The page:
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FAQ

Answers to Your Questions

What is a whole foods plant-based diet?

A whole food plant-based diet is a diet that is based upon the consumption of fruits, vegetables, intact grains, nuts, seeds, legumes and tubers. A WFPB diet also seeks to exclude added fats and oils as well as the consumption of meat, dairy, seafood and eggs. Whole plant foods exclude highly processed and refined foods as well as sugars and artificial foods.

What about protein? What is it and where does it come from? Can I get enough protein on a plant-based diet? What are our protein requirements?

Protein is made up of amino acids. There are nine essential amino acids that our bodies do not make and therefore must come from the diet. These essential amino acids are: histidine, isoleucine, leucine, lysine, methionine, phenylalanine, threonine, tryptophan and valine. The source for all of these amino acids are microorganisms and plants. Animal products are secondary sources of protein because they consume plants and microorganisms. Since all plant based foods have protein, it is nearly impossible to consume enough calories and be deficient in protein on a WFPB diet. Human daily protein requirements are as low as 5% of daily calories. Even with the lower protein plant foods such as white potatoes, the protein content is 8%. This takes the counting calories and protein guess work out of your day. If you eat a WFPB diet you will not be deficient in protein.

Do I need to supplement my WFPB diet?

 It is now recognized that the only supplement needed on a WFPB diet is vitamin B12. Even those people who follow a diet centered upon meat, dairy, seafood and eggs are now being informed that they as well should supplement their diets with B12. This vitamin comes from bacteria in the soil. In developed countries, we tend to over wash our produce and therefore wash away the beneficial bacteria along with the dirt, which leaves everyone at a bit of a loss in this area. Vitamin B12 is essential for brain health, helps to keep nerve and blood cells functioning properly and plays a role in making DNA.

How does a WFPB diet fights the leading causes of death, mortality and morbidity?

It has been estimated that up to 2/3 of the American population will die from heart disease and cancers. The vast majority of these diseases are attributed to diet and lifestyle. We now know that genetics play only a small role in the development of chronic illnesses and disease, approximately 5-10% of disease is caused by genes. It is important to remember that diseases are hereditary in families because diets are also hereditary. There are two basic types of genes: dictator genes and democratic genes. The dictator genes are what determines your height, skin, hair and eye color for example. Democratic genes are changeable factors that depend largely on the environment such as diet and lifestyle for example. As Dr Esselstyn says, “Genetics loads the gun, lifestyle pulls the trigger.” You can overcome genetics with lifestyle for better or worse. Eating a WFPB diet along with exercise is the only diet in known existence that has been scientifically proven to stop and even reverse chronic diseases that plague Western societies such as obesity, diabetes, cancers, auto-immune diseases and cardiovascular disease.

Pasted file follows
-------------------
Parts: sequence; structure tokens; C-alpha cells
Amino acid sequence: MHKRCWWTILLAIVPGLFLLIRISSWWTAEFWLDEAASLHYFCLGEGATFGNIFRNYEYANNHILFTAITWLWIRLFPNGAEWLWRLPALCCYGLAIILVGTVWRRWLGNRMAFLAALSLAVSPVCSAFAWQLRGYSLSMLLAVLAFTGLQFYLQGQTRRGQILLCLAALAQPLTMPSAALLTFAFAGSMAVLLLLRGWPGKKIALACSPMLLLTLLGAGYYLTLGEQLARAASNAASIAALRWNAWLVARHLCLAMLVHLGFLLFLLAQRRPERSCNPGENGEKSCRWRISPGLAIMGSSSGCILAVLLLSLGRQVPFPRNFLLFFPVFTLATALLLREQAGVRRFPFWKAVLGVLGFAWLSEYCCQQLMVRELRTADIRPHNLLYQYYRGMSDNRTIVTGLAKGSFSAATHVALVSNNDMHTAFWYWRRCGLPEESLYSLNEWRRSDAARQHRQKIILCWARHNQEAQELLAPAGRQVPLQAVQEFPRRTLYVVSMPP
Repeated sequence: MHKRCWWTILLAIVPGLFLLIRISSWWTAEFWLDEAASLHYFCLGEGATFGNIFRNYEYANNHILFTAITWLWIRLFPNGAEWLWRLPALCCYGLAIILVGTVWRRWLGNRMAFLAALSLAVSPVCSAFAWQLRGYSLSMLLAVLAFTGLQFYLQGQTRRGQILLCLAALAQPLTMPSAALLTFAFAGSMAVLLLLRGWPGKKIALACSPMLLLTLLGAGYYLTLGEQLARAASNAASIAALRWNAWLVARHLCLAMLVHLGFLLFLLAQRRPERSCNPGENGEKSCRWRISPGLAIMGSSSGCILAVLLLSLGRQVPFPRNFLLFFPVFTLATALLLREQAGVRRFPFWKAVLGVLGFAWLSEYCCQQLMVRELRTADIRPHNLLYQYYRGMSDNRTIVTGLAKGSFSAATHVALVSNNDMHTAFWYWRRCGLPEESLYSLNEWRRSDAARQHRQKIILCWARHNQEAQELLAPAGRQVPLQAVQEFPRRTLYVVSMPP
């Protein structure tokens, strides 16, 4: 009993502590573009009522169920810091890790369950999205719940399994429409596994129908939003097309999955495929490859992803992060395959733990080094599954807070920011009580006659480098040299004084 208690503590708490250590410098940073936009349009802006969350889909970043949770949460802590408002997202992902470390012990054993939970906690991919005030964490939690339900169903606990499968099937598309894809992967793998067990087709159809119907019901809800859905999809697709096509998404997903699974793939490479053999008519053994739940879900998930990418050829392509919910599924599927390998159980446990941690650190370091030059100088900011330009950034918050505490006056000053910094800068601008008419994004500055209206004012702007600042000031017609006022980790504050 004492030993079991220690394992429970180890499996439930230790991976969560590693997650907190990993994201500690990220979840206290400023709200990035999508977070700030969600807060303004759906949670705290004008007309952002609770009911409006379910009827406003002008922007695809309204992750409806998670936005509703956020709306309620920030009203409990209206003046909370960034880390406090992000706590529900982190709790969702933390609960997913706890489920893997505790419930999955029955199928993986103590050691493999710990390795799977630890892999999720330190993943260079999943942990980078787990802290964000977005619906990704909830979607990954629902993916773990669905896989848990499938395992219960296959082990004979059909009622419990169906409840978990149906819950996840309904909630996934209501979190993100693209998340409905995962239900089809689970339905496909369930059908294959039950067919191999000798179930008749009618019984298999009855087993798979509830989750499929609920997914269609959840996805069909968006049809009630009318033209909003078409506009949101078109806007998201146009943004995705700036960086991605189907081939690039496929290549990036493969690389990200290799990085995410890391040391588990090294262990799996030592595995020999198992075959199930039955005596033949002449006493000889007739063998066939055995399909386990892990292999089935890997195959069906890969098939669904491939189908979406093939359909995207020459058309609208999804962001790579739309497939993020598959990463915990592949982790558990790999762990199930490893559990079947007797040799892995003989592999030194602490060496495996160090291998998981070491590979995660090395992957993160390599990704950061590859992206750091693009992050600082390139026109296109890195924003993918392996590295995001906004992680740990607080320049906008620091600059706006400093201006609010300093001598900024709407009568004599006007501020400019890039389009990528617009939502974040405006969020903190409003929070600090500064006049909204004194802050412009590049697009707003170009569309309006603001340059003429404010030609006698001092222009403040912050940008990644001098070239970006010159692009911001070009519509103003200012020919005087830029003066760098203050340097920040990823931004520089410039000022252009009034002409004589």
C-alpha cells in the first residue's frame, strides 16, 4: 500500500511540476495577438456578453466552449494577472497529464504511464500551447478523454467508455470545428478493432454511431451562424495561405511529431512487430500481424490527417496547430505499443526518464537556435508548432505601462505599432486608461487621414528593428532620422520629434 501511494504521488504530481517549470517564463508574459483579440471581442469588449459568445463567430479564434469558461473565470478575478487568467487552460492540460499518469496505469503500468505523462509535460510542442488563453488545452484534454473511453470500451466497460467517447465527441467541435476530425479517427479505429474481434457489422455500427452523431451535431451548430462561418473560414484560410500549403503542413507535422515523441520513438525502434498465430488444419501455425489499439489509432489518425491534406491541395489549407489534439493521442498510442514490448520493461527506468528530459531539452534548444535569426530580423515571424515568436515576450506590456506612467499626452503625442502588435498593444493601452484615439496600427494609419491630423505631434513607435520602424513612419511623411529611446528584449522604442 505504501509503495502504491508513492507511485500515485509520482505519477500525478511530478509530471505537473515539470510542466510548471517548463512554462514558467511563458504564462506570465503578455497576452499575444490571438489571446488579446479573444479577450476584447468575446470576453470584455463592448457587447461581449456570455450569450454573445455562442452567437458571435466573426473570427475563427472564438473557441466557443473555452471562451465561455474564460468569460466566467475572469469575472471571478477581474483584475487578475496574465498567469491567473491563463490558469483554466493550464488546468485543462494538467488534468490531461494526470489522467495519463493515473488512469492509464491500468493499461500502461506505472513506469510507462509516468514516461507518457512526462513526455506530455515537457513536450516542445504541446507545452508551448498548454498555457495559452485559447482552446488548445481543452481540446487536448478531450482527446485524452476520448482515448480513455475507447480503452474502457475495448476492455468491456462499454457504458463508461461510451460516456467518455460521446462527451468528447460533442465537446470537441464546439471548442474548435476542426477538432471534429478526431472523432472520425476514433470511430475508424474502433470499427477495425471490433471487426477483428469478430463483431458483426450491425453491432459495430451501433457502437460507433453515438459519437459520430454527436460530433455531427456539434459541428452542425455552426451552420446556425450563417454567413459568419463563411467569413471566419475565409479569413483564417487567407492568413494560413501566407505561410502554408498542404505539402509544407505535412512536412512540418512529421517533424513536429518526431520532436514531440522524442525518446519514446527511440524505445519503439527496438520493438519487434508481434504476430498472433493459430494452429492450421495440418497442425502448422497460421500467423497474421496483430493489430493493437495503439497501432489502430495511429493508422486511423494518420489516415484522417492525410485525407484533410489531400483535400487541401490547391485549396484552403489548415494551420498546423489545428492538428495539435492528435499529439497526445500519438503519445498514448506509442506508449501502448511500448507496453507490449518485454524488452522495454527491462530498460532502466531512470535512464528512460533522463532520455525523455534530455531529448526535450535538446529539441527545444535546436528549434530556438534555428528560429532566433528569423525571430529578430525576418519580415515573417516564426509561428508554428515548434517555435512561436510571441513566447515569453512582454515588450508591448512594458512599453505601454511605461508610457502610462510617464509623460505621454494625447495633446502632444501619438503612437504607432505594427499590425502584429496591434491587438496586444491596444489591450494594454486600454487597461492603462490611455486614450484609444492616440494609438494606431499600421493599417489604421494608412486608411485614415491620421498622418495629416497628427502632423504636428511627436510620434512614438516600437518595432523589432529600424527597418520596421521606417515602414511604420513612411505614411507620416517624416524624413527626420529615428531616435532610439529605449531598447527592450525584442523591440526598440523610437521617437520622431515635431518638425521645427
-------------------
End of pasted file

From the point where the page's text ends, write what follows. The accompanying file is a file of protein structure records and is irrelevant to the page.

How can I get started on a whole foods plant based diet?

First, remember why you are changing your diet and lifestyle. Remember that you’re doing this for you . Not everyone in your family has to change as well. Second, get educated and begin the transition slowly.  Some people can jump in with both feet and never look back, but most plant-based journeys take time.  Gradual transitions can be easier and longer lasting than ‘overnight’ change. Third, sanitize your environment as much as you can. Begin by getting rid of junk and processed foods as well as refined foods. Eliminate animal products at your own pace. Fourth, make a plan and set goals for the transition.  Perhaps begin with Meatless Mondays. Then graduate to two days a week eliminating animal products and so on. Remember, a failure to plan is a plan to fail. Fifth, employ the ‘crowd out’ method. This involves adding more veggies, fruits, nuts, whole grains, legumes and tubers so much so that the other unhealthy food is slowly pushed off of the plate and out of your diet. If you focus in on adding healthy and great tasting food vs missing what you’re subtracting, this will help you have a successful transition to this lifestyle.  Six, remember the acronym KISS (keep it simple silly). You don’t have to become a gourmet cook to embrace the WFPB lifestyle. Begin with simple, delicious and easy to make recipes. Seven, keep in mind that along with healthy dietary changes, changes also occur in your body and that’s ok. Any discomfort will pass, just like the discomfort you feel when you initially begin to work out. This process can take a few weeks to a few months. Once the body adapts to the healthier you, it’ll be all smooth sailing! Eight, become an excellent label reader and shop on the periphery of the grocery store. Don’t worry if you make mistakes, remember this is not about perfection. Nine, stay strong and keep going even if you have a setback. Finally, community is fundamental. Join a local WFPB group or online so that you have the support you need.

What about other services?

Cooking On The Veg offers a variety of services such as Food For Life classes, other specialty cooking classes, health coaching, kitchen food make-overs and clean outs and grocery shopping tours. Call or email for further details!

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